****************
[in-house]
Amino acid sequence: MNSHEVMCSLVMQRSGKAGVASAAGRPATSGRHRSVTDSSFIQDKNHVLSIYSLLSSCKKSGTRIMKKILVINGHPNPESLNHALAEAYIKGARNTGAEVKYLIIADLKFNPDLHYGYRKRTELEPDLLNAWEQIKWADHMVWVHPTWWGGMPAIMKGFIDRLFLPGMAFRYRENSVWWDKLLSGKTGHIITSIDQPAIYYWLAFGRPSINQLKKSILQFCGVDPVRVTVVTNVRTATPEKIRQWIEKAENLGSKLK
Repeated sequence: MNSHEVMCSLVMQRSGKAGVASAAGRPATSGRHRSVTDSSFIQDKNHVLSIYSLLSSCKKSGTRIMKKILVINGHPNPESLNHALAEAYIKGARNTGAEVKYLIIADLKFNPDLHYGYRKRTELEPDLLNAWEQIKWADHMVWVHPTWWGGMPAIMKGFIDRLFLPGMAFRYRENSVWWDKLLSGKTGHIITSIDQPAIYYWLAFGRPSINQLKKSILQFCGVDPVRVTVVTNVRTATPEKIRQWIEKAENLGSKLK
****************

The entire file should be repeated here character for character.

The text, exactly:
[in-house]
Amino acid sequence: MNSHEVMCSLVMQRSGKAGVASAAGRPATSGRHRSVTDSSFIQDKNHVLSIYSLLSSCKKSGTRIMKKILVINGHPNPESLNHALAEAYIKGARNTGAEVKYLIIADLKFNPDLHYGYRKRTELEPDLLNAWEQIKWADHMVWVHPTWWGGMPAIMKGFIDRLFLPGMAFRYRENSVWWDKLLSGKTGHIITSIDQPAIYYWLAFGRPSINQLKKSILQFCGVDPVRVTVVTNVRTATPEKIRQWIEKAENLGSKLK
Repeated sequence: MNSHEVMCSLVMQRSGKAGVASAAGRPATSGRHRSVTDSSFIQDKNHVLSIYSLLSSCKKSGTRIMKKILVINGHPNPESLNHALAEAYIKGARNTGAEVKYLIIADLKFNPDLHYGYRKRTELEPDLLNAWEQIKWADHMVWVHPTWWGGMPAIMKGFIDRLFLPGMAFRYRENSVWWDKLLSGKTGHIITSIDQPAIYYWLAFGRPSINQLKKSILQFCGVDPVRVTVVTNVRTATPEKIRQWIEKAENLGSKLK